OK, so I had to go back and change the headline on my last posting, which originally read, "You read it here first." Fact is, thestate.com beat me to it by a few minutes. I had mine written earlier, of course, but it took me a little too long to get back upstairs and change the item from "draft" to "publish." So I was scooped. But I suppose that’s as it should be.
But let’s see if I can accomplish another first — at least, a first for this blog. And that is to publish a video clip of the announcement down in the atrium. Let me know if it works when you try to call it up. The clip begins when Lou is starting to share his thoughts about The State as a newspaper, and the Midlands as a community. The joke about remodeling the basement in his honor is a reference to the recent flood damage, which has necessitated extensive renovation downstairs, a project that is still in progress.
In case the video doesn’t work (and as I write this, it seems that it’s still trying to load) here’s a still photo from roughly the same portion of the meeting. That’s Lou Heldman speaking front and center. At the left is Kathy Moreland, assistant to the publisher, and to the right is Paula Ellis, who is now a vice president with Knight Ridder. You may remember Paula from her days here in Columbia, where she served as managing editor, and later as an executive over several departments, including advertising. She then became publisher of The (Myrtle Beach) Sun News, before her move to San Jose.
Some brief comments about both Ann and Lou — which I plan to enlarge upon in a column for tomorrow’s paper (assuming I stop blogging long enough to write it):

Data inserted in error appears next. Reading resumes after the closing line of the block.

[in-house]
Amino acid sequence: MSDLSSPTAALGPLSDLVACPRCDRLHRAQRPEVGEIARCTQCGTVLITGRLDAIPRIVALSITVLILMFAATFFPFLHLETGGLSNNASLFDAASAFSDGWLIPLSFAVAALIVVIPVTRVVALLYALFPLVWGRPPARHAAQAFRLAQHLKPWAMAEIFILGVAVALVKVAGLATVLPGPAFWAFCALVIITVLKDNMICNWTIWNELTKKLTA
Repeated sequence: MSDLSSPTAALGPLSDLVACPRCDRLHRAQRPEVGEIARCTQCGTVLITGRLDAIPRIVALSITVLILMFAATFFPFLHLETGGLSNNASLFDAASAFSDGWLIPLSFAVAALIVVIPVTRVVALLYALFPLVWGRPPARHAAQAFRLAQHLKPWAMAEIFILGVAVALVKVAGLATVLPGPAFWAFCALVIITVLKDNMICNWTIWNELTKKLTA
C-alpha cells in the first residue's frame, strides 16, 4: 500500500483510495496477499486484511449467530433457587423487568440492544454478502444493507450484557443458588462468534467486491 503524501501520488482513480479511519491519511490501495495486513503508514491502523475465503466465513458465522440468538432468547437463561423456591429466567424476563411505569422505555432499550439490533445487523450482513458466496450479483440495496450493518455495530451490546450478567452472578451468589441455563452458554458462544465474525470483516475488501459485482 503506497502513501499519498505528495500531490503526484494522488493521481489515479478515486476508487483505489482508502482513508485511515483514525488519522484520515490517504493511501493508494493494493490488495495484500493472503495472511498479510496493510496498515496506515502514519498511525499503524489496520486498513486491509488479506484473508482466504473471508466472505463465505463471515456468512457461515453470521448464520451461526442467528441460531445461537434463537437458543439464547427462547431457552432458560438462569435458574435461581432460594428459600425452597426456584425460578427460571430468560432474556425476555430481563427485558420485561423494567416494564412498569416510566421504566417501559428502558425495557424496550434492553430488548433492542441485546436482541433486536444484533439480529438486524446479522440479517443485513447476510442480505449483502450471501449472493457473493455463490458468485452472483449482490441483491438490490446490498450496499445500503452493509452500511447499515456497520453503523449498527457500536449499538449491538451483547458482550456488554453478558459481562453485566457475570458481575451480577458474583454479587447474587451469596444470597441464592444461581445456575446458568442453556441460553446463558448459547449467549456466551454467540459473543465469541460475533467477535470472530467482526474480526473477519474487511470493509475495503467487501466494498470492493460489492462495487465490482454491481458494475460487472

Before Ann had to leave Monday to meet with folks in Charlotte, I popped into her office to tell her rather awkwardly that she’d been a great boss, and she would be missed. "Awkardly" because I don’t give praise easily — to peers, subordinates or bosses. I only managed it this time because it couldn’t be seen as sucking up, since she wasn’t going to be my boss any more, and I haven’t the slightest interest in ever working in Charlotte — or anywhere besides here, actually. Which reminds me — I think I forgot to congratulate her. (If I did so, it was so perfunctorily that I don’t recall.) My thoughts were running more along the lines of "Poor Ann, she has to go to Charlotte." But the fact is, this is a great opportunity for her — and a well-deserved promotion, given the size of her new paper.
I just got a call from someone in the editorial department of The Observer, wanting to know what she’s like to work with. I told them they couldn’t do better. She will be an active member of the editorial board, and will make her influence felt, but will by no means a dictator of editorial policy. She has worked really well within the consensus process we use for decision-making. The interactions we all had with her were well-grounded in mutual respect, and you can’t have a better situation than that.
Now I know I promised to share some reflections about Lou, but I’ve gotten behind now, and need to get started on that column for tomorrow — especially since my deadline is less than an hour off. So read the paper. I mean, do you expect me to give you everything free?
The column about Ann Caulkins departure mentioned she severed on over a doven boards. THis is part of the problem in Columbia. No matter how well intentioned, nobody can work full time and be knowledgable as to the issues involved in “more than a dozen” different entities. Pick several and become involved. Know the problems and be part of the solution. Watching voluntary boards in Columbia function is a study in the good old boy network. Meet for thirty minutes, tell each other everything is going great and never deal with what needs to be done. I have experienced it first hand with economic developement in Columbia. If you believe this is not a problem, go back to the Gallery 700 debacle. The building was structurally unsound and needed a roof. The board had not met in two years – and guess who is on the board – the mayor. Funny how things don’t get resolved. But alas, alll this would require having involved people on boards who want to make things better. That mindset won’t occur with the people in Columbia who are happy with status quo. Larry Miller
It was fun visiting here. Wishing you a great day! So without further delays: http://www.snowhill.org/weblog/Jason/000940.html , Fantastic blog